This post, by M. Louisa Locke, originally appeared on her site on 11/5/13.
I have spent an enormous amount of time on this blog giving advice to authors on how they can get their books discovered by readers. But the other day, as I read a post by Mike Shatzkin entitled Finding your next book, or the discovery problem and fumed over his statement that looking for books online is more difficult than it is in a bookstore, I had an epiphany. If this man, who spends his life giving publishers advice on how to sell their books, doesn’t know some of the fundamentals of how readers can find books in an online bookstore, why am I assuming that the average reader has any better understanding of how to discover books in the Amazon Kindle Store? Maybe I have been preaching to the wrong group. Maybe, I should be directing my advice to readers, not just writers.
Even though research suggests that nearly half of all books (print, ebook, audiobooks) are bought online, the process of browsing in an online store is still new for most of us and it can be confusing. Except for the very young, most people who buy books are familiar with how to find them in physical bookstores. So I will begin by describing the experience of browsing in a brick and mortar bookstore—say my local Barnes and Noble––and then I will compare that to the experience of shopping online in the Kindle store.
In the process I will demonstrate that all the methods of finding books to read in a physical bookstore (staff recommendations, display tables, and shelves of books organized by broad categories) exist in the online Kindle store. However, in the Kindle store there are a variety of additional methods of finding a new book to read that don’t exist in physical stores, providing the potential for a shopping experience that can be much faster and more productive.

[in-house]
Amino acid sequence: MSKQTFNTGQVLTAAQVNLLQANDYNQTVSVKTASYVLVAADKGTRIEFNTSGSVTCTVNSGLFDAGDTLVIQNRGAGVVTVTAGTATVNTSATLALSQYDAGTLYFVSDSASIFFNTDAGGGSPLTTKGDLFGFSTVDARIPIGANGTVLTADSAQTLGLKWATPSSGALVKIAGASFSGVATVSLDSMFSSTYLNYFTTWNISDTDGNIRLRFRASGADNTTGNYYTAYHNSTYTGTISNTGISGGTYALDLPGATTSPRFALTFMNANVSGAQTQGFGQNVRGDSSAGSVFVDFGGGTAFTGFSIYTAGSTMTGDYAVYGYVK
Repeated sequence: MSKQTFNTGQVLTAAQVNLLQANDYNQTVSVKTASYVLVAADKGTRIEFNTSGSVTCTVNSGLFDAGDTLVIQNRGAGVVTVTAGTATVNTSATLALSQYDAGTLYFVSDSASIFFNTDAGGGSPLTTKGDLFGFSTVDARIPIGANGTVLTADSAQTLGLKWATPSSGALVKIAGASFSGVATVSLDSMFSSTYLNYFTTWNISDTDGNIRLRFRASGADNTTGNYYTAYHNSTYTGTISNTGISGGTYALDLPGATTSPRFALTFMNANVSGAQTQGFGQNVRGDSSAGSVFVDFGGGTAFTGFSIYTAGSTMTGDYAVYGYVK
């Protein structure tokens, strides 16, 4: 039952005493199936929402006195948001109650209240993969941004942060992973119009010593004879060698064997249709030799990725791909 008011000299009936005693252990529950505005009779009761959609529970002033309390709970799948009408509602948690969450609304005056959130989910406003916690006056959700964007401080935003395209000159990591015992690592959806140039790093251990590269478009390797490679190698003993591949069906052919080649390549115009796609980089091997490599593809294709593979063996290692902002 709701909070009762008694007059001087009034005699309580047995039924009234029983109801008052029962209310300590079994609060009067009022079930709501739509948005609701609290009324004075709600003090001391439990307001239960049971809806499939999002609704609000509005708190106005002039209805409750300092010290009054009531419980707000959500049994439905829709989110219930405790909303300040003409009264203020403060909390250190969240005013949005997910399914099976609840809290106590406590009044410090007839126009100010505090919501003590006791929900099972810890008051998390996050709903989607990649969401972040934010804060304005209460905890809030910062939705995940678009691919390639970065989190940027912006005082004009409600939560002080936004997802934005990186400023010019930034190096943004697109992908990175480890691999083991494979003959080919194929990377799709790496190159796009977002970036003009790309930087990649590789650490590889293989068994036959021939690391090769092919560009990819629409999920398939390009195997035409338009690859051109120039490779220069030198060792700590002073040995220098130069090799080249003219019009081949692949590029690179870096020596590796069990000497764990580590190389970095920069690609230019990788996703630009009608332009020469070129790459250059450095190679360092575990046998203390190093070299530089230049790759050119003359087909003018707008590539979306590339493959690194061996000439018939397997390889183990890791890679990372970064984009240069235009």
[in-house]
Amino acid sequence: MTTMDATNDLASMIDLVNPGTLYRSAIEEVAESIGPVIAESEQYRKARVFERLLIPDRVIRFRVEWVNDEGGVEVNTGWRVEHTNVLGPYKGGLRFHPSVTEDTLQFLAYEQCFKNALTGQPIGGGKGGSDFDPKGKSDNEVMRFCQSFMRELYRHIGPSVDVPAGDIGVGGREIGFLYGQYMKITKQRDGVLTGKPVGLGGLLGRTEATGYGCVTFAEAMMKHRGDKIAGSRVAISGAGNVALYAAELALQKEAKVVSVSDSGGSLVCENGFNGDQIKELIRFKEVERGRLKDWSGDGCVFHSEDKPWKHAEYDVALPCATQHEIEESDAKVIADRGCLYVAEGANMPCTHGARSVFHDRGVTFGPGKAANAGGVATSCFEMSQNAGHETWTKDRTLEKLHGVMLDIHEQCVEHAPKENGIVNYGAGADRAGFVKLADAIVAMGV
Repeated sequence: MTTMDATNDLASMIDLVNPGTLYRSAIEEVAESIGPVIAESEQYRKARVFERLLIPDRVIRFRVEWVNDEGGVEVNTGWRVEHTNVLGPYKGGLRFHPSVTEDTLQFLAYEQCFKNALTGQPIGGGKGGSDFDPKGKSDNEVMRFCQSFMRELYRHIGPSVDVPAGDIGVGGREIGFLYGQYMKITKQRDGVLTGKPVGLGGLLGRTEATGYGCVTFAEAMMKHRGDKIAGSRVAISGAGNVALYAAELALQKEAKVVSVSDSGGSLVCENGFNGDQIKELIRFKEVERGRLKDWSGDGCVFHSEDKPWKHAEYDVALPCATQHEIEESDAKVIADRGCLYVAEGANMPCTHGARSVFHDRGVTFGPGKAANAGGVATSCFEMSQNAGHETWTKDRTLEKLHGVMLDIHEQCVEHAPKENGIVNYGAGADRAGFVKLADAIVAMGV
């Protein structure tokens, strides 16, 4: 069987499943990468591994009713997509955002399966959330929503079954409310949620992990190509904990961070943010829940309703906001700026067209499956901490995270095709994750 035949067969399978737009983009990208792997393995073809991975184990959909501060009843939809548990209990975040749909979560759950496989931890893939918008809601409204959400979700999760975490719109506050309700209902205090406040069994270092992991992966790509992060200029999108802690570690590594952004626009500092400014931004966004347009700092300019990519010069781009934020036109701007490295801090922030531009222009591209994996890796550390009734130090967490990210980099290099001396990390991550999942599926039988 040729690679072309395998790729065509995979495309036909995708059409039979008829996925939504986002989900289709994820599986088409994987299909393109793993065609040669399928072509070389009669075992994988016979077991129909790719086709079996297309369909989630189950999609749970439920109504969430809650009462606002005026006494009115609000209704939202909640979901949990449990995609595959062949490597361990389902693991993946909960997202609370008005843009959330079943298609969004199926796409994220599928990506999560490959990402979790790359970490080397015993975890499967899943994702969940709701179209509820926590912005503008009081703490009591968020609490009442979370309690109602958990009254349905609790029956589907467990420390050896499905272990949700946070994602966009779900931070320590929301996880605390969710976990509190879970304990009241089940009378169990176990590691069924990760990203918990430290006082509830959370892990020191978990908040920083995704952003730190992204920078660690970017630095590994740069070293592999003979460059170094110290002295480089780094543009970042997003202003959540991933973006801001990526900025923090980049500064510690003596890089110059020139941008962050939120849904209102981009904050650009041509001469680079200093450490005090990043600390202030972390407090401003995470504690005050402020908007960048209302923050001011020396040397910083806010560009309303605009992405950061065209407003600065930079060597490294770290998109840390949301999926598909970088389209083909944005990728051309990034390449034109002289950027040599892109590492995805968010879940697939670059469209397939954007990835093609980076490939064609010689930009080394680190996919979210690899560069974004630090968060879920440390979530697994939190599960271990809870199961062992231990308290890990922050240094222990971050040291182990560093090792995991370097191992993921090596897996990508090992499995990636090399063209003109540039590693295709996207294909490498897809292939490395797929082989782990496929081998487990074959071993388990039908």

Not surprisingly, for the authors of books, understanding the different methods of discovering books in the Kindle store is the first step to figuring out how best to make sure their books will be discovered by these methods––which is what I will address in Readers to Books/Books to Readers––Part Two.
I will be focusing on browsing (rather than on looking for a specific title or author in either kind of store since this is an entirely different matter and much easier to do.)
Finding books in a physical bookstore:
Click here to read the rest of the post on M. Louisa Locke’s site, and also see the second installment: Readers to Books/Books to Reader–Part Two: How to Sell Books in the Kindle Store with the Search Bar.